September Blues

September Blues — it’s the end of the holidays. Fear of change sets in, fear of losing ourselves once more in the everyday routine. What can we do about it?

The sunny days are shrinking, becoming colder at each end. We’ve been running around town trying to find school shoes and textbooks. The holiday photos have been developed and are lying around in untidy piles waiting to be put into albums. The sense of timelessness that I felt in the summer is drawing in. I can feel the darkness and the cold approaching.

There is something about routine that both frightens and comforts. I have found myself starting with a lot of new clients recently. There seems to be a sense that while in summer life takes care of itself somehow, now we have to take ourselves in hand. I find myself stressing with them the importance of commitment and regularity in counselling, rather than only coming when you feel like it, or when you feel that you can’t cope anymore. This is honestly my experience, not only my belief, and yet I feel happiest and most alive when being spontaneous. If I were them, if I didn’t feel like sitting and talking about myself one week, I’d like to go swimming instead.

How to keep the limitlessness and timelessness of the holidays once back at work, at school? How to keep the physical ease the warm weather creates in us when it gets freezing and we tense up against the wind to protect ourselves? How to be spontaneous when our time, it seems, has to be tightly controlled and organised, in order to earn a living, to look after ourselves and others? How to still feel that we are alive, growing, developing, when we have to set the alarm and go off to school or work regardless of how we feel or what else we could be doing with the time?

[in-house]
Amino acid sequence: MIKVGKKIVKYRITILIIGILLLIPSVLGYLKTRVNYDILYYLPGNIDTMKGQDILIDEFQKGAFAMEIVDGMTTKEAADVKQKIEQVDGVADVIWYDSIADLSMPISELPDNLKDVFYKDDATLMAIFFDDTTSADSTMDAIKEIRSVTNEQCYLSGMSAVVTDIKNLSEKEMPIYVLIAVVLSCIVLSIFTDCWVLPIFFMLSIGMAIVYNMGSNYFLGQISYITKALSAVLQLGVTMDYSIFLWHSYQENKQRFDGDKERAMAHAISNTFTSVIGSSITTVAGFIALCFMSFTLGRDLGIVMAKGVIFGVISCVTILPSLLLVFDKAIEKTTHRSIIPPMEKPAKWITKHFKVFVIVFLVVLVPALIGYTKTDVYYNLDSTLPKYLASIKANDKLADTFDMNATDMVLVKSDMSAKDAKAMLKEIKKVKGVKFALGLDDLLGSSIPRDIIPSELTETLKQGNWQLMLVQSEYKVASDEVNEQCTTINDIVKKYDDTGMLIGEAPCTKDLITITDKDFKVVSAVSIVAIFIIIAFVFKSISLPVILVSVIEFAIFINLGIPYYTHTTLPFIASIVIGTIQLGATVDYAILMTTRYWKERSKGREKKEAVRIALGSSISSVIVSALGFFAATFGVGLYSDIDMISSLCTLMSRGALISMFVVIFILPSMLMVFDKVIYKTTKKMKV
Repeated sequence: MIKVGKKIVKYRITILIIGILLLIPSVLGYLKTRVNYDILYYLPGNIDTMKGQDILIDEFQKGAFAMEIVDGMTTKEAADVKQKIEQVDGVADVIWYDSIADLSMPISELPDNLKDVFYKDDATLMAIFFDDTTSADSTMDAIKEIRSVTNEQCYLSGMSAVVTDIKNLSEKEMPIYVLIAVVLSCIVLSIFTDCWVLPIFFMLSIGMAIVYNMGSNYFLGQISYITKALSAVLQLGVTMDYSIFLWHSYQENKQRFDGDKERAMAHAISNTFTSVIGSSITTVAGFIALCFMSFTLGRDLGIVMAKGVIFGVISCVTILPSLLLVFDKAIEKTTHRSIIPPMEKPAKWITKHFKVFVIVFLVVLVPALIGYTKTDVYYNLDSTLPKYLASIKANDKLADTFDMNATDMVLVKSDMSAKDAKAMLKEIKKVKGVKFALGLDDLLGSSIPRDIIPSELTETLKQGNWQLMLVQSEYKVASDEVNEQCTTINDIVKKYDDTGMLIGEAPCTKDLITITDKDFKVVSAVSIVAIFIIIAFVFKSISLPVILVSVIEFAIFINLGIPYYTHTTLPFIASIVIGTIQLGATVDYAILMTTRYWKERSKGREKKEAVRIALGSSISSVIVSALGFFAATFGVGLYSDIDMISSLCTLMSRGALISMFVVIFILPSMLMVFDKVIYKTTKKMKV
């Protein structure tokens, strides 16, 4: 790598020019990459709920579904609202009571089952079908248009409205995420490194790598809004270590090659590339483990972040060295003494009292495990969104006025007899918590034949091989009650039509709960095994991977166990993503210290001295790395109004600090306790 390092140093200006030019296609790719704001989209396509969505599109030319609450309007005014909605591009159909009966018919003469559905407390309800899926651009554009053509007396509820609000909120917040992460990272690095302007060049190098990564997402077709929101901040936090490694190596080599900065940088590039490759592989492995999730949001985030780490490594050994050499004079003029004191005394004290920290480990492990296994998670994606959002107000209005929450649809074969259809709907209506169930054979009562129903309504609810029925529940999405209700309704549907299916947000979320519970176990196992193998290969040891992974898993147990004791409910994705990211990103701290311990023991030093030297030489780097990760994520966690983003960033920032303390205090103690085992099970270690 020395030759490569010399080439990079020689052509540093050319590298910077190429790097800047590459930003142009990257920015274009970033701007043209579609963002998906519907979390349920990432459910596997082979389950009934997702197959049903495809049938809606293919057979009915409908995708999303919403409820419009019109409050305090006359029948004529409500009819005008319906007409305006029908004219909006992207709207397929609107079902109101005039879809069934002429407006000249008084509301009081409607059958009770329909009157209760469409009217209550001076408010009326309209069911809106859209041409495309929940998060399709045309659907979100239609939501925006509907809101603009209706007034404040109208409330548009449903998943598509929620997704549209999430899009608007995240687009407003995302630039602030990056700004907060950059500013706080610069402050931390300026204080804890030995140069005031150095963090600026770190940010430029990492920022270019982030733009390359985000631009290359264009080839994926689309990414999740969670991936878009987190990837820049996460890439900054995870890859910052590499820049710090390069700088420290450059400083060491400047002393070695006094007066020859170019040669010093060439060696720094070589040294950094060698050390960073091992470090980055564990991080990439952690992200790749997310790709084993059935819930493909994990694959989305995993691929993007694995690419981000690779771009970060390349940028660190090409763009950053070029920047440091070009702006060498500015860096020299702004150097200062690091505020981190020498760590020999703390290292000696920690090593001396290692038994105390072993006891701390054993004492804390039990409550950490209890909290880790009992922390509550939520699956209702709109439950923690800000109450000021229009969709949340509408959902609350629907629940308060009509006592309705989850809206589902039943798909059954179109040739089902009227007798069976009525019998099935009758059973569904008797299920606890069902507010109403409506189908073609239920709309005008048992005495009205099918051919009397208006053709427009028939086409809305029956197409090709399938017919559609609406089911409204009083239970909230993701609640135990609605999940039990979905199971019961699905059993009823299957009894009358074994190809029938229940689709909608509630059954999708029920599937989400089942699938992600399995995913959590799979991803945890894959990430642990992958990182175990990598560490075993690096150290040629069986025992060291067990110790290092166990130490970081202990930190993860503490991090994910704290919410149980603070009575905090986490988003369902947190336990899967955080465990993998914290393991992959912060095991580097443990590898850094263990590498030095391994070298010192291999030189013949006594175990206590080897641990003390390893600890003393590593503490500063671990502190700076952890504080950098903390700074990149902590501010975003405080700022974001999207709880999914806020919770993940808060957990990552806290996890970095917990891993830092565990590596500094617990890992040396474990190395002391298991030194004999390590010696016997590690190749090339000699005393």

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The guidelines and boundaries that come with counselling are there to keep us safe and secure, and when we feel basically safe and secure we can take more emotional risks. We can stop guarding ourselves when the rules do it for us. That frees up a lot of energy.

The boundaries of life itself, the unstoppable changing of the seasons for example, the stages of life, and eventually death, can be a source of stress if we choose to fight against them. But if, for fleeting moments, we can stand in the doorway, feel the new chill in the air, and feel the fear of change without saying “don’t be stupid” and without saying “oh this is it now, I’m going to be depressed for the next six months”, then we have exercised our freedom.

In dropping our reaction, and the whole storyline that goes along with it (“that’s just the kind of person I am”, and all our reasons for that and all the comparisons with others), in just being right there and feeling it, we have already beaten the fear. We are bigger than it, our awareness encompasses it. As Carl Rogers might have said, we let our self concept (the person we have strived to become in order to gain acceptance, to fit in, to survive) slip, loosen, and out comes our our basic, organismic self, always spontaneous, and therefore timeless, always growing in the direction of the light.

All clinical material on this site is peer reviewed by one or more clinical psychologists or other qualified mental health professionals. This specific article was originally published by on and was last reviewed or updated by Dr Greg Mulhauser, Managing Editor on .

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